Expectation management before you start: How hard is knitting to learn and what to expect of this amazing craft.
So, you decided to learn knitting? Maybe even join my free knitting school. That’s great! Knitting is one of the oldest and most versatile handcrafts on this planet. We know that even the Ancient Egyptians, some 4.000 years ago, were wearing knitted wool socks. But is knitting hard to learn? In this post, I want to take a closer look at this wonderful hobby and share my experiences with you.
I feel it’s important to gather some information before you start a new hobby. You will be dedicating quite some money and time to it after all. Don’t be afraid to ask the right questions before you commit. Otherwise, you will start with wrong expectations and be disappointed. The opposite could be true as well: What you thought was very difficult to learn is in fact quite easy.
So, let’s take a look together, shall we?
What to expect of knitting
Knitting requires a lot of fine muscle control and coordination, quite a lot of mental focusing, patience, and perseverance. Without those, you won’t be able to finish any larger work.
Don’t be afraid, if you are lacking in one area or the other. You can learn them all. Millions of men and women before you have learned knitting, and you can be one of them.
Unless you are incredibly talented and already proficient in other needlecrafts, you probably won’t learn it overnight. Knitting those first stitches will be very easy and can be accomplished in a matter of hours. But it may take months until you are ready to start with a shawl or nice socks. It’s not that knitting is all that hard, but it requires practice. Your muscles and your mind need time to adjust to the new motions as you will notice after the first time you picked up knitting needles.
See, for complicated patterns, you will sometimes hold 300 stitches (or more) on your needles and every stitch will be different. You’ll be working with both hands simultaneously and you have to keep track of the pattern and the yarn (sometimes more than one) at the same time. This kind of complex coordination requires practice.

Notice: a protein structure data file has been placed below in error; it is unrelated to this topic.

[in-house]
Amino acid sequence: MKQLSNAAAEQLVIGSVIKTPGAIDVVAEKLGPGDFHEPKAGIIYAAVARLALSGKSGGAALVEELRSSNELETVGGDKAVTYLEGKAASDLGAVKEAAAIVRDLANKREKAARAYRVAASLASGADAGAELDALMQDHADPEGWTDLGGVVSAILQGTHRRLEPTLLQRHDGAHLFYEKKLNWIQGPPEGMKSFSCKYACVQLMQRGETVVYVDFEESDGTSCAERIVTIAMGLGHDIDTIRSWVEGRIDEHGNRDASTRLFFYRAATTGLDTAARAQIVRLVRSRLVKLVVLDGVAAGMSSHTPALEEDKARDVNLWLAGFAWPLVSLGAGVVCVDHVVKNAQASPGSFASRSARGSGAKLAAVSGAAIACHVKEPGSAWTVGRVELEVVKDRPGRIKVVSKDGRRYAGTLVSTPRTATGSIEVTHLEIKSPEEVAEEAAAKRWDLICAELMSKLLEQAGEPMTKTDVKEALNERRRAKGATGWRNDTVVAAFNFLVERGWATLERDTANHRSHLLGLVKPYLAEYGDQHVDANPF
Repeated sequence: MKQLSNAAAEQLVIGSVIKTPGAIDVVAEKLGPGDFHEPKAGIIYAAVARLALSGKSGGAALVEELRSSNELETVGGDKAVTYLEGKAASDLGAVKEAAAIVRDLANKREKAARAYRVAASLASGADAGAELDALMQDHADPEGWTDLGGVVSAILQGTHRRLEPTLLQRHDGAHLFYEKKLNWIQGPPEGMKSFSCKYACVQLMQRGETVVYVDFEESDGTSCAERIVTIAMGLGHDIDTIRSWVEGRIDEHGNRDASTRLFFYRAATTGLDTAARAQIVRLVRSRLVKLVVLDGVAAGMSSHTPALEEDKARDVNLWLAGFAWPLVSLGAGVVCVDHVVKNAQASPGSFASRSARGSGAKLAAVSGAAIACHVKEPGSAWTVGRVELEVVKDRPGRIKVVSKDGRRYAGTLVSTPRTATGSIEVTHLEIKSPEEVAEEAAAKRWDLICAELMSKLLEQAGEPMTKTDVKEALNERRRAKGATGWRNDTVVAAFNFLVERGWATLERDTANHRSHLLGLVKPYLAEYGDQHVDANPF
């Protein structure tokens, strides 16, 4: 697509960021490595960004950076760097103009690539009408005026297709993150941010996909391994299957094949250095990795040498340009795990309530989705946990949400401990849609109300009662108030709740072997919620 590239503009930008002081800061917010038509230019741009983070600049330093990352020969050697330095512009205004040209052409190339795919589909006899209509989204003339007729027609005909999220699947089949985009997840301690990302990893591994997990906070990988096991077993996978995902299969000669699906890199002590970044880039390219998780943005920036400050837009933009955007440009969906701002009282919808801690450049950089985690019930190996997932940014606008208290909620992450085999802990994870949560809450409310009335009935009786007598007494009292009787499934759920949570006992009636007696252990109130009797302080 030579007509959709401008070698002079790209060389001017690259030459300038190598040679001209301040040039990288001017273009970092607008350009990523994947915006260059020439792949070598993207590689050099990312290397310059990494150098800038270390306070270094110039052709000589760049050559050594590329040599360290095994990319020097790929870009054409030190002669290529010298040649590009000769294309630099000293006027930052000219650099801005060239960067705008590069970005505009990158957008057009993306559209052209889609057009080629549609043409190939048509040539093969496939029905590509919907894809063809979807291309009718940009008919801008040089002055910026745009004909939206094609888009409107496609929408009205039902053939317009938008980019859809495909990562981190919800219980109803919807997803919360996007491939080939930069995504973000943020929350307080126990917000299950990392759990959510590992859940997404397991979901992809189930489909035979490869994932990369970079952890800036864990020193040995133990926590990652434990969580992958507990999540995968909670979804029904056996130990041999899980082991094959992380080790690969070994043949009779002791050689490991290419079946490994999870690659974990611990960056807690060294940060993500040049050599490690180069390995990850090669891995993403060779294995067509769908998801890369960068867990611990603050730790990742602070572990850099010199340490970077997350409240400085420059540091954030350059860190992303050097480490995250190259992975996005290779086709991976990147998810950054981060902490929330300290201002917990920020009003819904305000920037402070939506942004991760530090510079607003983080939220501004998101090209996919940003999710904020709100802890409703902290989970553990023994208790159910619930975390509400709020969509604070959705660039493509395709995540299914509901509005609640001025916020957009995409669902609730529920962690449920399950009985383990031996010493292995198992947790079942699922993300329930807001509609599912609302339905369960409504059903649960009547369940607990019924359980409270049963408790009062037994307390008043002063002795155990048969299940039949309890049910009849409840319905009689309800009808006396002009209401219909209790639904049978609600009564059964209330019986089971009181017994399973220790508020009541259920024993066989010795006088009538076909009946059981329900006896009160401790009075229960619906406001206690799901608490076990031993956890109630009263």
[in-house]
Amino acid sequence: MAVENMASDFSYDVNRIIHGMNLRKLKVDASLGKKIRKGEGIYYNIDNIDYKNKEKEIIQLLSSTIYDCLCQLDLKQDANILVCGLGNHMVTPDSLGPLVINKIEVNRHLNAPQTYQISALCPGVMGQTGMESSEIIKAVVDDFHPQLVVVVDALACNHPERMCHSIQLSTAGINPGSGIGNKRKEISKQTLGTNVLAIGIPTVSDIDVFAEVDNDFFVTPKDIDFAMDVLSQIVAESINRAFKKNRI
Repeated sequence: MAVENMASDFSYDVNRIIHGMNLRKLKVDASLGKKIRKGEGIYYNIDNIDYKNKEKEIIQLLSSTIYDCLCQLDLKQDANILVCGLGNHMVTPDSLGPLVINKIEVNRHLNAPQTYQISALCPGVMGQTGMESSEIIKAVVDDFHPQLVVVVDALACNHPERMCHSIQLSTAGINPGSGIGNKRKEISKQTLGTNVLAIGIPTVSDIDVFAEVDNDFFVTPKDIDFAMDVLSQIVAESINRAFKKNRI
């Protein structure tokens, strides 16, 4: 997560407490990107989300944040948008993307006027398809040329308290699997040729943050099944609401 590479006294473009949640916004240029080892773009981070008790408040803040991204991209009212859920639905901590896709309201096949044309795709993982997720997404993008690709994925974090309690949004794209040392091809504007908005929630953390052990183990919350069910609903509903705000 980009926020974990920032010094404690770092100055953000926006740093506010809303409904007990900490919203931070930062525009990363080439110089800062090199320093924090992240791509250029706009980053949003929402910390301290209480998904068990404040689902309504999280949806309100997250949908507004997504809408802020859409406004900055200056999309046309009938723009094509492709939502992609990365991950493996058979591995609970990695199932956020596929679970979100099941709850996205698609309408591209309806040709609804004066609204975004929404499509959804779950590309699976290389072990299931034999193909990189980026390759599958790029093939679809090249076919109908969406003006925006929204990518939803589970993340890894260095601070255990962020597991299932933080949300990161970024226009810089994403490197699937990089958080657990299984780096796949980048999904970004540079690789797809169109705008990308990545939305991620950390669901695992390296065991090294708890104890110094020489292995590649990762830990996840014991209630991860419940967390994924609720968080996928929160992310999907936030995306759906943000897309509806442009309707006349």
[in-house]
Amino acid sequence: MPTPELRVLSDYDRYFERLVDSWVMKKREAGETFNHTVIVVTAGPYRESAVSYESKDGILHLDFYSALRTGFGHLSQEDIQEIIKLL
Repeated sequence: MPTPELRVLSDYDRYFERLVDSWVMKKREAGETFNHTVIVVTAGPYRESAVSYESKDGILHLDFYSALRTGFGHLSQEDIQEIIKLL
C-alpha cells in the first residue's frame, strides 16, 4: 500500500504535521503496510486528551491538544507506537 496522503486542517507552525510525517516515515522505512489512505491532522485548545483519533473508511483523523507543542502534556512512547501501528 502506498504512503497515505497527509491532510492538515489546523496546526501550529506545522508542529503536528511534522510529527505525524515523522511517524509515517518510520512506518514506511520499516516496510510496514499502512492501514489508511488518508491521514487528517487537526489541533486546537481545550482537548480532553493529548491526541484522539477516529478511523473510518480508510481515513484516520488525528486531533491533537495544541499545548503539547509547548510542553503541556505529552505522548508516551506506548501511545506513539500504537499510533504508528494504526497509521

It will also require a lot of practice to knit stitches evenly across the whole work. I always say it should look handcrafted, not self-made. But as long as you can’t hold an even tension on your yarn across thousands of stitches, that’s hard to achieve. Proficient knitters do it subconsciously. It requires no thinking or special attention, but as you start out, your brain has still a bit to work.
I am not saying this to dissuade you from learning to knit. Quite to the contrary.
Everything I mentioned, is actually what makes knitting such a fantastic hobby that will accompany you throughout your whole life. There’s always something new to learn, always new exciting projects to start, and it never gets dull.
It’s a great exercise for body and mind – especially for the younger generation. A friend of mine started to knit after a terrible accident with his hand. He struggled mightily at the start, but through perseverance and practice, he regained a lot of fine control over his hands again.
For me, knitting is like mediation. Whenever I knit, I don’t have to think about anything except the next stitch and the nice warm feeling of the wool in my hands. I can forget the worries of the day and the problems of the world for a time. It strengthens you and gives you a feeling of accomplishment.
There is one thing I really need to address, though. Knitting is not cheap. Good wool is not cheap. It’s certainly not expensive either and you find decent quality wool for a couple of dollars. But in terms of price, you won’t be able to compete with that 10 USD wool sweater from Asia & beyond (and that isn’t even factoring in your time commitment). To me, knitting was never a hobby that allowed me to be more frugal. It was rather a tool to express my creativity and create things I can’t buy.
I can create things in the colors I like, using the material I love most and it will be custom-tailored to my body. And that’s awesome.
How hard is it to knit a sweater or mittens?
When you decided to start knitting, you probably already had a nice project in your head. Maybe a nice sweater, or warm mittens for the winter. How hard can it be?